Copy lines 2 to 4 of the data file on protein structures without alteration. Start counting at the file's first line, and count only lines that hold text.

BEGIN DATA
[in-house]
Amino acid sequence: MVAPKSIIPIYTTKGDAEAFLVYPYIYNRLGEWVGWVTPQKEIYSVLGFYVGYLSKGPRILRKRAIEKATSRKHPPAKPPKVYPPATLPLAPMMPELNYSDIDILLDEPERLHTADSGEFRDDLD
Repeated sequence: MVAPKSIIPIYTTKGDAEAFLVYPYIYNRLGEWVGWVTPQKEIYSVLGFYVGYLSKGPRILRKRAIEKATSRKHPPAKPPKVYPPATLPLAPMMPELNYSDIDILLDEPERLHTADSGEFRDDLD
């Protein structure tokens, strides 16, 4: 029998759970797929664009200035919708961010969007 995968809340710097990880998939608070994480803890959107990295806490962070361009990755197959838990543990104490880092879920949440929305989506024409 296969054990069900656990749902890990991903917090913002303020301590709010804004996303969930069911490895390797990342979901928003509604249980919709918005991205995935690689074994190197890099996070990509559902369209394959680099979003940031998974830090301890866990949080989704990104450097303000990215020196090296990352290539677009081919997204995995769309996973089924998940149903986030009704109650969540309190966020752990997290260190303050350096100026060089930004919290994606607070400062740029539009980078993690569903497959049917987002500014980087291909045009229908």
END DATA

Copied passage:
Amino acid sequence: MVAPKSIIPIYTTKGDAEAFLVYPYIYNRLGEWVGWVTPQKEIYSVLGFYVGYLSKGPRILRKRAIEKATSRKHPPAKPPKVYPPATLPLAPMMPELNYSDIDILLDEPERLHTADSGEFRDDLD
Repeated sequence: MVAPKSIIPIYTTKGDAEAFLVYPYIYNRLGEWVGWVTPQKEIYSVLGFYVGYLSKGPRILRKRAIEKATSRKHPPAKPPKVYPPATLPLAPMMPELNYSDIDILLDEPERLHTADSGEFRDDLD
């Protein structure tokens, strides 16, 4: 029998759970797929664009200035919708961010969007 995968809340710097990880998939608070994480803890959107990295806490962070361009990755197959838990543990104490880092879920949440929305989506024409 296969054990069900656990749902890990991903917090913002303020301590709010804004996303969930069911490895390797990342979901928003509604249980919709918005991205995935690689074994190197890099996070990509559902369209394959680099979003940031998974830090301890866990949080989704990104450097303000990215020196090296990352290539677009081919997204995995769309996973089924998940149903986030009704109650969540309190966020752990997290260190303050350096100026060089930004919290994606607070400062740029539009980078993690569903497959049917987002500014980087291909045009229908």